Obfuscation Tools

We already explained the need for and basics of obfuscation, and yet developers I meet are often still surprised to discover how easy it is to decompile their .NET application and obtain the original source code back from the released .NET assembly DLL. We can add new information on this topic and present details on some available tools now, because Greg Wesner of Autodesk kindly agreed to share his personal experience and research results using obfuscation with Revit applications:

First of all, here is a list of most of the available obfuscators with some additional background information and further links.

I gave up on Dotfuscator because I was having problems obfuscating things for Revit and their interface was not very good. You have to exclude from obfuscation any methods that external apps call into or access. This would include entry points like IExternalCommand and IExternalApplication methods. Virtually any DLL can be obfuscated to the point where it will not run.

I now use {smartassembly} which is working quite well for me. Itís in the medium price range of the tools out there. It does a fairly good job of drilling into the dependencies itself and determining what can and cannot be obfuscated. Setting up the various options in these tools will make all the difference.

To be honest, what really sold me on {smartassembly} was the fact that their trial software was a fully functional installation of their product. You just canít ship what you obfuscate until you pay for it. Dotfuscator and another one I tried from Rustemsoft called Skater were both limited versions of their software, so it was very difficult to determine how effective they would be. Skater in particular did not do a very good job of string mangling and the result was barely different from the code. If you are going to provide an evaluation copy, is it really a good idea to limit it to the point that it is unimpressive?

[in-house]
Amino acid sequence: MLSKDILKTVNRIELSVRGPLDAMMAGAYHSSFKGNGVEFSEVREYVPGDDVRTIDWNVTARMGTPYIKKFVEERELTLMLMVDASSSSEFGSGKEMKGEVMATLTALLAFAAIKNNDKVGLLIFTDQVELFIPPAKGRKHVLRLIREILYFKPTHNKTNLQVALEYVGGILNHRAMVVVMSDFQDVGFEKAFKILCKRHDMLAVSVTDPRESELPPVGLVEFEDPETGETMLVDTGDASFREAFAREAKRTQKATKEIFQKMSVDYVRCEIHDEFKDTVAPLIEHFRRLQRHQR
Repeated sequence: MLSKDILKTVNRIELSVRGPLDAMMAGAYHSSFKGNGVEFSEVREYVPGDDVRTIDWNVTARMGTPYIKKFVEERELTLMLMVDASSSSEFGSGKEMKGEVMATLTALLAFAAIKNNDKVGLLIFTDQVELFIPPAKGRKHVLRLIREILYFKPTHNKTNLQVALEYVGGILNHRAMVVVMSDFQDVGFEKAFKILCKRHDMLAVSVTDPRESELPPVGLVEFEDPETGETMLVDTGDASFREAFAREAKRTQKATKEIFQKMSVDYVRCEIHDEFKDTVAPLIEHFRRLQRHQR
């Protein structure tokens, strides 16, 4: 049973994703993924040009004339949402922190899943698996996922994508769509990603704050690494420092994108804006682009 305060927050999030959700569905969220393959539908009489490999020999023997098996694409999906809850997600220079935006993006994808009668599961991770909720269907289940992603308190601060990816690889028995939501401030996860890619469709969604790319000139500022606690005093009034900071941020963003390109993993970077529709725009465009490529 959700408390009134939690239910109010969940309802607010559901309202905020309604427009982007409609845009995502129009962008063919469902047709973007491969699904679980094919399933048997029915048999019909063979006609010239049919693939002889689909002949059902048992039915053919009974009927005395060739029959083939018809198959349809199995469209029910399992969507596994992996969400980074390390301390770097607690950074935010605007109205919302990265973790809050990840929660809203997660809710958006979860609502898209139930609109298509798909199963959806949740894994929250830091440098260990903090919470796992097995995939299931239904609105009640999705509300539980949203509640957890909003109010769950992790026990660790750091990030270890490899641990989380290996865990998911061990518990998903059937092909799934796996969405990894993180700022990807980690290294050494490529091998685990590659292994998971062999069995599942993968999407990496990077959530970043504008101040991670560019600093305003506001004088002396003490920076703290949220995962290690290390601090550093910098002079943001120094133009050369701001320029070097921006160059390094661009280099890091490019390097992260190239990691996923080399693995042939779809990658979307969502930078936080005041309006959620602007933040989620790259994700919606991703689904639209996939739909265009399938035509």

Here are some cool features in {smartassembly} beyond obfuscation:

  1. It can merge in dependent DLLs or embed them. Merging them will improve performance, embedding them just makes it more convenient, because your deliverable can be just one file.
  2. It will prune code that will never get executed. Actually, I find this to be a nice analysis tool for applications that are developed over long periods of time – Iím amazed at how much code I write that I eventually end up abandoning.
  3. It will add confusing metadata to the DLL so that .NET Reflector and MS IL Disassembler cannot view it. This is a huge advantage because now you need hacking tools even to see what methods are exposed, and this provides a level of protection for even those methods that you could not obfuscate.
  4. It will sign your assembly with a strong name after obfuscation.
  5. It has some memory optimizations that can improve memory usage, which I have not tested.

My approach in setting up my projects was to enable all the security features I could to make it as safe as possible. Then obfuscate the DLL and load and test it. As I mentioned, {smartassembly} does a fairly good job of realizing that some methods are entry points for the DLL and it cannot mangle those signatures. A couple of times I ended up with an obfuscated DLL that would not run. So from there I went back in and began disabling features. I start by excluding whole classes from obfuscation. Once I find the class or classes that cannot be mangled, I try drilling down to see if there are just some particular methods that need to be excluded. This is all I have really needed to do to get it working for me.

I also considered .NET Reactor. The price is really competitive and it has the added feature of creating time bombed versions of your software. But a review I read said it had difficulty with complex applications.

I would have liked more time to evaluate this to determine if it would have worked for me. I highly recommend trying out more than one of these tools before making a decision.

Obviously, these are just unofficial personal opinions, like everything else stated in this blog.